Dude shows a group of adult actresses playing seniors in high school constantly doing drugs at parties, getting drunk, and even has a character that audiences are supposed to believe is a minor having oral sex performed on her while nude.
Euphoria (though not a movie, it’s still relevant) consistently portrays actors playing minors performing nude sex scenes and battling addictions, to the point where it seems like that’s normal for every teen.
Both Riverdale and Pretty Little Liars make light of sexual relationships between a teacher and a student, even romanticizing them, instead of portraying them as inherently abusive and inappropriate.
Teen Movies Back Then Were Closer to Reality
Our teenage years are odd. It’s a time when we’re smack dab in between childhood and adulthood, sticking our necks out to see what the real world is all about, but still mentally and emotionally immature and in need of guidance (even if that’s the last thing we want).
Obviously, for some teens, part of growing up does include doing “adult” things like sleeping around, doing drugs, or getting drunk at parties — at least, that’s what the majority of teen movies and TV shows seem to tell us. But in reality, less than 40% of high schoolers today are having sex. While some teens drink, less than 20% of them had engaged in binge drinking in the last month, according to one survey. Despite teen movies depicting rampant drug use, only 20% of teens reported having been offered drugs at school in the past year. These numbers indicate that sex, alcohol, and drugs aren’t what the majority of high schoolers deal with day to day.
Less than 40% of high schoolers are having sex, and only 20% report having been offered drugs at school.
It’s not necessary that art always represent reality perfectly, but the most effective entertainment will connect with its target audience by painting a picture they can relate to. The movies we kept coming back to all gave us characters we liked and identified with — because if there’s one thing teens need, it’s to feel understood.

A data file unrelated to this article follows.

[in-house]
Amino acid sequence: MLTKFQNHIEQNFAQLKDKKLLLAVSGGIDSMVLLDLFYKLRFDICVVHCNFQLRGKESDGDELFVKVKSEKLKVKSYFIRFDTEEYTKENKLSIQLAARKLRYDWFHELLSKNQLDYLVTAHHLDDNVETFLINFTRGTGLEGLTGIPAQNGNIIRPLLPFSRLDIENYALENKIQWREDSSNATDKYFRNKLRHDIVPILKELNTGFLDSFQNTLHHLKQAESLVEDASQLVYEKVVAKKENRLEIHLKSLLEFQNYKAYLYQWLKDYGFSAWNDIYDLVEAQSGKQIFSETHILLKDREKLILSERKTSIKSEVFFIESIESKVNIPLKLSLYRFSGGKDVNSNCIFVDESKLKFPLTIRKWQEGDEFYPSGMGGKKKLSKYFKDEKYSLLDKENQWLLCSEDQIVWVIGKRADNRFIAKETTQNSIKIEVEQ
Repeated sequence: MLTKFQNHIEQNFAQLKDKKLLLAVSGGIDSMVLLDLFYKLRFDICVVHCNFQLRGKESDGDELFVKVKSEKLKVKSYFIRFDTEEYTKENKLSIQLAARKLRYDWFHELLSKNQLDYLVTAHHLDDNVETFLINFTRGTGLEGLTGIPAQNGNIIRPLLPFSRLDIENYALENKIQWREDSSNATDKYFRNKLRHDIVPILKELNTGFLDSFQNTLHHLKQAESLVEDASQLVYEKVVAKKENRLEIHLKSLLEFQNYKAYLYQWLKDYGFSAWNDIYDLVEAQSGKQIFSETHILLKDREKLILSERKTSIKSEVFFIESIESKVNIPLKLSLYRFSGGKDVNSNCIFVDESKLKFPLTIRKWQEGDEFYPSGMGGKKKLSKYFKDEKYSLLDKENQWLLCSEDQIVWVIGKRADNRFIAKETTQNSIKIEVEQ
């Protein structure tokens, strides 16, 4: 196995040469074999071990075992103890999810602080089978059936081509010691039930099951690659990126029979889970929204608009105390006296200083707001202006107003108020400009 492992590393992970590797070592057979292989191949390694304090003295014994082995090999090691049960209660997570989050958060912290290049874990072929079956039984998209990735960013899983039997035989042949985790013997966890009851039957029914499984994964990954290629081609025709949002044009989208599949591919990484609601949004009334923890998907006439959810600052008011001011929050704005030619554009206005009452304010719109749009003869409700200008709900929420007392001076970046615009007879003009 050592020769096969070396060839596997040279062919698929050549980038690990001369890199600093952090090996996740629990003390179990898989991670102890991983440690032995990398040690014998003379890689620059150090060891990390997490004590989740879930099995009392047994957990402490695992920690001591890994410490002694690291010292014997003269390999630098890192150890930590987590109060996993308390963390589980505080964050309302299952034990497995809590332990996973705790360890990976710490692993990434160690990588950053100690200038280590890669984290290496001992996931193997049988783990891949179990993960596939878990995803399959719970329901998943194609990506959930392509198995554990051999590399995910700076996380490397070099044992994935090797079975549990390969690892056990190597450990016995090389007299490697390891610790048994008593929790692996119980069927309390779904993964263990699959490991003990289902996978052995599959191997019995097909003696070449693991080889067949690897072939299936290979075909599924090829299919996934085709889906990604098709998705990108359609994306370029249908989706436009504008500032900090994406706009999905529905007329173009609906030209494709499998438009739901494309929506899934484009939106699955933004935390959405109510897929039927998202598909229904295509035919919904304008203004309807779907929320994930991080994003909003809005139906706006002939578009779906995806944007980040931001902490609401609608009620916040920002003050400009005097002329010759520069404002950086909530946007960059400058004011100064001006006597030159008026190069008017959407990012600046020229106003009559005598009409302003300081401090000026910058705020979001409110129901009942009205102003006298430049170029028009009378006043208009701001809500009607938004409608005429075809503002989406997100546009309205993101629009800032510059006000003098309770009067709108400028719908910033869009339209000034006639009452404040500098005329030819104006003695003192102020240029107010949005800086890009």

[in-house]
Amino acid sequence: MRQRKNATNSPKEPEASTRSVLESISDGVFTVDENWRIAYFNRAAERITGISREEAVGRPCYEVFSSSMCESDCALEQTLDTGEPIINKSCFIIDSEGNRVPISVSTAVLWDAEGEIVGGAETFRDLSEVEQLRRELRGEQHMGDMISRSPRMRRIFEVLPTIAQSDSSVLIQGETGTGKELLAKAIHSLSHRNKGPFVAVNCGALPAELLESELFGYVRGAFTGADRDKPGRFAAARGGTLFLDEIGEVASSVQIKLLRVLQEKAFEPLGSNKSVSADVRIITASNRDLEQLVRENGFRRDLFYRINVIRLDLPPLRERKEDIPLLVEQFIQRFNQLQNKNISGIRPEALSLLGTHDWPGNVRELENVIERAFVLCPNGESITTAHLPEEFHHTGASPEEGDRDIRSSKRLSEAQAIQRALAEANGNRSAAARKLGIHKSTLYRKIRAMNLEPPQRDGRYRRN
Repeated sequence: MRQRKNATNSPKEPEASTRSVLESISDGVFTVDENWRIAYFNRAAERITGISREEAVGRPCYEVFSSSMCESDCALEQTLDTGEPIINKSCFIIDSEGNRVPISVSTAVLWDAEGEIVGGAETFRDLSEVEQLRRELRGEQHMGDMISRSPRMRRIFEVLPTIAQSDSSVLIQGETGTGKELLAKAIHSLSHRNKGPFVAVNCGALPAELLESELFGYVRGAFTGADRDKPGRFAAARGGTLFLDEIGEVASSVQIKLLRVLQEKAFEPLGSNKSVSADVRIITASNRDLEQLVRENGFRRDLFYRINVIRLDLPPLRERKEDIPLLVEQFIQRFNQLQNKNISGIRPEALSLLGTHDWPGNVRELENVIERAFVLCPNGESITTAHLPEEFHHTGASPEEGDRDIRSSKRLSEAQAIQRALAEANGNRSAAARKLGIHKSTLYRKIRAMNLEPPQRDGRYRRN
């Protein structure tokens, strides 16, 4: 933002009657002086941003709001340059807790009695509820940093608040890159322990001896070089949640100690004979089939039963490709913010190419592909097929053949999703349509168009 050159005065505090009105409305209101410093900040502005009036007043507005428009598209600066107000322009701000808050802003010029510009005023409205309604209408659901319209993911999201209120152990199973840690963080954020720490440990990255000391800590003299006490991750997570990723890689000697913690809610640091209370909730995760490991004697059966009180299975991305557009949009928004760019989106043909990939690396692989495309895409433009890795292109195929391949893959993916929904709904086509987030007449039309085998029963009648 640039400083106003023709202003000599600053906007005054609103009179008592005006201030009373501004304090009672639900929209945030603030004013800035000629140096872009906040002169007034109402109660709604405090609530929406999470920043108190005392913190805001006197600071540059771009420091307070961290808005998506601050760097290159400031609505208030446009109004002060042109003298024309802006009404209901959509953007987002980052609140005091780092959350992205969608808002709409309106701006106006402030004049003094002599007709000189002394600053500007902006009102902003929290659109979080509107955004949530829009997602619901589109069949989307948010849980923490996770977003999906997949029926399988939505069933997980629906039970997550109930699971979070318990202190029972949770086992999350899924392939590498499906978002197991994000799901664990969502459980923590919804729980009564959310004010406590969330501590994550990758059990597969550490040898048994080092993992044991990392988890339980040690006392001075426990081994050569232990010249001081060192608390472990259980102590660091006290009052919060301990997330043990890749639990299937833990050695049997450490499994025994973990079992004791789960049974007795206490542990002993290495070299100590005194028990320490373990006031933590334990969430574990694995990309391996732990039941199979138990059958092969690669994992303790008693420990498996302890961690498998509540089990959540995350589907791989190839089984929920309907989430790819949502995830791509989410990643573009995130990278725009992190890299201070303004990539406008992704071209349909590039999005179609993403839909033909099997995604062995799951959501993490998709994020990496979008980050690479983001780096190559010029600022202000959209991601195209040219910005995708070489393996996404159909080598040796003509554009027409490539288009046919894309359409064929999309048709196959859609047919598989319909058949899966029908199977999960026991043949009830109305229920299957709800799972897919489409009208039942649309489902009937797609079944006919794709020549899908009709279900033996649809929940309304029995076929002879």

Movies like The Princess Diaries and What a Girl Wants put their heroines in situations we’d never find ourselves in while illustrating the universal teenage battle of self-discovery, coming to like themselves, and crushing on a cute boy. Ultimately, these films were innocent in their portrayal of teens, true to much of what real teens experience day to day. Their stories centered on the very real struggles and experiences of young teens, rather than forcing mature subjects on immature audiences and illustrating them as normal issues to be dealing with.
Teens are a lot more innocent than we think — and it’s odd that we need such a reminder, since we were all teenagers at one point. They’re far more wrapped up in pinning down their identity, finding friends who feel like kindred spirits, battling their insecurities, and swooning over the cute guy in calculus. Early 2000s teen movies captured this innocence well, and it’s a shame that more teen-focused entertainment today doesn’t do the same.